Now look, the Black Panther Party for Self Defense is a revolutionary party. Revolution means that we got to get down to the nitty gritty and change the situation we in, and don't miss any nits or any grits. That's very, very important--all the time. We also struggle for...to show you that it wasn't only the cops; we had to deal with many other things, like a street light...at Market and 55th Street [Oakland]. Three kids coming from Washington School had been killed two years prior. We got with the poverty program, say, there gotta be a steet light here. And if they don't be a street light right out here, the Panthers gonna get right out here, and we gonna direct traffic. Well, they say, You'll tie up traffic." The traffic just gonna get tied up, our little kids ain't gonna get killed. [applause] We ...[shot a petition in?] in conjunction with members of the area there to the city council, and they sent something back talking about, "Well, we can't put one up until late 1968." Say, "No, we going to have to change this situation now [or] we going to the streets..." Well, the street light is up EARLY 1968, now... they don't like the Panthers messing with them, no kind of way, you dig? [applause]

I'm saying that these programs have to involve not only members of the Black Panther Party, they have to involve YOU, as a whole. That when the Black Panther Party for Self Defense starts coming to the black community and starts knocking on your doors, and starts leaving you literature and giving you information--factual information on this racist, decadent system--and running it down..when the Black Panther Party comes to your doors and leaves information concerning the fact that our black brother Huey P. Newton is got to be set free, we want you to come down to the local defense fund committee for Huey and work and operate...if you want to work in the Black Panther Party you going to be doing the same thing, cause the Black Panther Party for Self Defense is also working in conjunction with the Huey P. Newton Defense Fund, it's all together. Every last one black person in here has got to stand up right now and say he's a member of the Defense Fund--the legal defense fund--for Huey P. Newton. I want to see how many black people going to stand up now. Let's free Huey!

[applause]

I give you a hand. I'm gonna give you a hand. You the heroes! Huey's gonna call you the heroes! He's always gonna call you the heroes!

Black brothers and sisters. We going to have some unity here. We are going to have unity behind brother Huey P. Newton, because Huey was trying to unify us to solve all of our problems. Huey was for us. The Man has got Huey chained up. Watch where I point my finger. Did you see the building over there? Right in back, he's chained up in jail, right across the street. When we announce Huey's court date appearances, you be there for an hour or an hour and a half and show a standing support that we should have Huey P. Newton set free. Be there brothers and sisters, and tell your friends. And explain to black people what Huey P. Newton was doing with the Black Panther Party for Self Defense, what kind of organization it was. Let people know that it is necessary that we must unify on all levels. And all the areas of oppression, we must deal with them. That right here in the confines of racist America, racism must be stopped. When the Man walks up and says we were anti-white, I scratch my head, I say, "...what does he mean by that?" He says, "Well, I mean, you hate white people." I say, "Me? Hate a white person?" I say, "Wait a minute, man, let's back up a little bit. That's your game. That's the Ku Klux Klan's game." I say, "That is the Ku Klux Klan's game to hate me and murder me because of the color of my skin." I say, "I wouldn't murder a person or brutalize him because of the color of his skin." I say, "Yeah, we hate something, alright! We hate the oppression that we live in! We hate cops beating black people over the heads and murdering them. That's what we hate!"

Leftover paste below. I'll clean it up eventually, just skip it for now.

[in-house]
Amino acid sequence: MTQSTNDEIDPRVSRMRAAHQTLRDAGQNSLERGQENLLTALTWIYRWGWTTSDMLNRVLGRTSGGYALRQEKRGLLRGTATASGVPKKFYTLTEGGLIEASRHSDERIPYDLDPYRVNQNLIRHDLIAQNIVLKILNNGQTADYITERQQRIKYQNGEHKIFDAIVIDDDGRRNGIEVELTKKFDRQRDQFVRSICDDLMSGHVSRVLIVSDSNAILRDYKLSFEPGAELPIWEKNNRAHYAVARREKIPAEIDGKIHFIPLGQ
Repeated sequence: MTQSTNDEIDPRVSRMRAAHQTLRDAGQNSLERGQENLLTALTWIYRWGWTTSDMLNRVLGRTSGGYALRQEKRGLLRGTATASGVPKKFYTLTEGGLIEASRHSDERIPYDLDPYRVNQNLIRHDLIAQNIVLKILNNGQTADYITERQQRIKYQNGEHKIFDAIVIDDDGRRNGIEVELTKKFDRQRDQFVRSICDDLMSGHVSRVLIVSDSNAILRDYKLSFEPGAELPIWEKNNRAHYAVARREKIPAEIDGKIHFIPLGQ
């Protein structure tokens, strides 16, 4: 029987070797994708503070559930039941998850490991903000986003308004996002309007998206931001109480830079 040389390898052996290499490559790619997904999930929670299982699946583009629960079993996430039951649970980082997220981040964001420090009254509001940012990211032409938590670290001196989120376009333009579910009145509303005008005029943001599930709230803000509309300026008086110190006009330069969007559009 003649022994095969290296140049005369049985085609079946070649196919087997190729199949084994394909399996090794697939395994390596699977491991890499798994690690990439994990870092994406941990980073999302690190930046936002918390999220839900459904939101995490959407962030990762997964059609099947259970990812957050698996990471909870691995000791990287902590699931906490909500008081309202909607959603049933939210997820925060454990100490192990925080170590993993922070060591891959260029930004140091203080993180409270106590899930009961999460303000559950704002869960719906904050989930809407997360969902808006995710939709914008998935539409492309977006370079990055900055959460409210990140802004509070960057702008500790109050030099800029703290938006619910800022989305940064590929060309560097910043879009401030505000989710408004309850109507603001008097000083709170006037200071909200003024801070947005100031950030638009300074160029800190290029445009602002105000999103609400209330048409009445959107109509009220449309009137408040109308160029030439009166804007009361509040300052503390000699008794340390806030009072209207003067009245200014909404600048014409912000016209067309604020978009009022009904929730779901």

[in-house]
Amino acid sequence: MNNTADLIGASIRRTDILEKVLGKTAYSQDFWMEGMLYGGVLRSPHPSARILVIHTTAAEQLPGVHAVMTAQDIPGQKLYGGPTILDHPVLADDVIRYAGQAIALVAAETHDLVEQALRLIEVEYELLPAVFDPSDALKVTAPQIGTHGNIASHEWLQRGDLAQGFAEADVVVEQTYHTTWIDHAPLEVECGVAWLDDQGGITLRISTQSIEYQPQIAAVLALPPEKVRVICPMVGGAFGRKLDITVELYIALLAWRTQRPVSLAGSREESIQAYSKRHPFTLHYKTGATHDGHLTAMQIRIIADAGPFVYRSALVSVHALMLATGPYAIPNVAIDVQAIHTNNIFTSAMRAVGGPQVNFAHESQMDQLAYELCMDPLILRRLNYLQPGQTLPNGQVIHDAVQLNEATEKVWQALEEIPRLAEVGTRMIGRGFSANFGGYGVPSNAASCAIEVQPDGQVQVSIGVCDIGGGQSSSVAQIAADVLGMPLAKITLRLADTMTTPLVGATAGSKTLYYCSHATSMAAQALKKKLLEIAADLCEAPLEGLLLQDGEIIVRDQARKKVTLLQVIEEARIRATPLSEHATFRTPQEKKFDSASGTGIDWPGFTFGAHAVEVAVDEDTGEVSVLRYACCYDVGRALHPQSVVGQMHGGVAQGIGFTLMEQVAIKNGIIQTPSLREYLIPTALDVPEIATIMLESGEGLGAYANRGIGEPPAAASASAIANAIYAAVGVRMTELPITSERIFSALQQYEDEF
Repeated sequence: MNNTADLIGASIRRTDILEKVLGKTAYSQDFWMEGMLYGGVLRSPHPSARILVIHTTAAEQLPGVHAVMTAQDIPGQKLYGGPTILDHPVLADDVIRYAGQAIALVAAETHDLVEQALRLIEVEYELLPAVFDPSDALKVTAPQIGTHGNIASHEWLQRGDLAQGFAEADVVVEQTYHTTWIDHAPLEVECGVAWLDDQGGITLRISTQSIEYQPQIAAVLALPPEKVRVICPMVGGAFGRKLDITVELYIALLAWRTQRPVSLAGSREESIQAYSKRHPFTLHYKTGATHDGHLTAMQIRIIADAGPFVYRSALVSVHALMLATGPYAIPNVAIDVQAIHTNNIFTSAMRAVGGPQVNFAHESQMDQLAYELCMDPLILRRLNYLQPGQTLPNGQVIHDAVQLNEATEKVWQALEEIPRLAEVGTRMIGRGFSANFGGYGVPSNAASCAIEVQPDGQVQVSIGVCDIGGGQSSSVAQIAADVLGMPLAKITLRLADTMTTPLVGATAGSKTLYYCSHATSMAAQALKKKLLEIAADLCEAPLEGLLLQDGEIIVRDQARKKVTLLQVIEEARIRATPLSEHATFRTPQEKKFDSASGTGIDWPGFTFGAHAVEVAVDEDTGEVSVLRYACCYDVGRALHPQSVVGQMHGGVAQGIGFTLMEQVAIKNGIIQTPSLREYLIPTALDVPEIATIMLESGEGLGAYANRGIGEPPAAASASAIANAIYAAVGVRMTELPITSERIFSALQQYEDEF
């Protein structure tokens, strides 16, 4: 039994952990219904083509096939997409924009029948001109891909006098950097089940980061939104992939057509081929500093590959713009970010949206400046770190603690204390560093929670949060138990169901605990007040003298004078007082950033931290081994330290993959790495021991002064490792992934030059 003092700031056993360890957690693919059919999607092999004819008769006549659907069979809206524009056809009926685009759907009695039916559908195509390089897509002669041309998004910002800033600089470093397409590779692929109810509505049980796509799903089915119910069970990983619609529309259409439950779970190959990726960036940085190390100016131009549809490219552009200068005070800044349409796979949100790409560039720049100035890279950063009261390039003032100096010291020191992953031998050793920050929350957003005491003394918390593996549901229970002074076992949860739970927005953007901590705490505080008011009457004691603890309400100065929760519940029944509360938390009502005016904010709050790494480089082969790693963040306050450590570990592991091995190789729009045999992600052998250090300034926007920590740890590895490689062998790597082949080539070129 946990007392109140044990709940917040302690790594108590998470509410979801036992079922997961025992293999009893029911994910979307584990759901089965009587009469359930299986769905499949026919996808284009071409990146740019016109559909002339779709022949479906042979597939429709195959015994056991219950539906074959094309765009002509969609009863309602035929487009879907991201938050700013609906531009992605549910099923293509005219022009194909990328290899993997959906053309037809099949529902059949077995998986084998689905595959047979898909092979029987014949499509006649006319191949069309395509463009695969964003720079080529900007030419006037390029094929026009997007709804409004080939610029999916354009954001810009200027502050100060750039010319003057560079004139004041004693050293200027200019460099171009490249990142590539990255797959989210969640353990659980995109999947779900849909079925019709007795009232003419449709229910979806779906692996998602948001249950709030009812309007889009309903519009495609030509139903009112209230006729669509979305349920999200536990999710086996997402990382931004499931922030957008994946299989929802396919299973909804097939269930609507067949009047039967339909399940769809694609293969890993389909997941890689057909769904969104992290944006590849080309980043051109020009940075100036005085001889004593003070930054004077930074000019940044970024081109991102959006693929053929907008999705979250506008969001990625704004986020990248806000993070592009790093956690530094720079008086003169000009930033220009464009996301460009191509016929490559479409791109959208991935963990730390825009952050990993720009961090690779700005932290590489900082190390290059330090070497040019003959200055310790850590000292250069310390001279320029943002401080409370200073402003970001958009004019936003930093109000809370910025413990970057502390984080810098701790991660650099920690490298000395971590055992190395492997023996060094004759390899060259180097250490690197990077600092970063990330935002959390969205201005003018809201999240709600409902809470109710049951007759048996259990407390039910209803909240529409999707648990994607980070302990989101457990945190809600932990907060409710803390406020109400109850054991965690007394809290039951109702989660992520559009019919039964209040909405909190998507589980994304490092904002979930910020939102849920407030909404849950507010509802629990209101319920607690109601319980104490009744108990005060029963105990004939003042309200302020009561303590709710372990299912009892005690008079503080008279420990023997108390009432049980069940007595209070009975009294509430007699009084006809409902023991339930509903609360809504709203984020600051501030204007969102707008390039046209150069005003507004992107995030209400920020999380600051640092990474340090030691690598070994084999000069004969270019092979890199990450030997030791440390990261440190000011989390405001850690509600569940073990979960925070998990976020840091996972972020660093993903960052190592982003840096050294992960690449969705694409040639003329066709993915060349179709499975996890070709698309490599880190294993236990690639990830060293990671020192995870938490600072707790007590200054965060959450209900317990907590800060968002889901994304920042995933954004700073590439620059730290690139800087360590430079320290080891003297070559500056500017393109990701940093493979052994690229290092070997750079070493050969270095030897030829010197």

[applause]

If you got enough energy to sit down and hate a white person just because of the color of his skin, you wasting a lot of energy. You better take that same energy and put it in some motion out there, and start dealing with those oppressive conditions, and you going to find out just what you hate, and what you going to stop.

[applause]

Black people, we are organizing to stop racism! You dig it!? When you stop racism, you stop brutality and murder of black people by the racist occupying army in our community. That's what we going to stop--what's being done to us. You dig it!? Can you dig the white power structure and its racist police force, and how they've escalated the situation? That before Watts there was 1,300 cops, now there's 6,000 cops patrolling black people. That in Oakland they had 350 cops just three and a half years ago, now they got 1000 cops patrolling black people. San Francisco's doubled its police force. And every area...major metropolis where black people live all across this country, they've doubled, tripled, and [quatripled?] their police force and equipped them with tanks, all kinds...unh, unh! We got to stop it, brother! Let's get together and unify.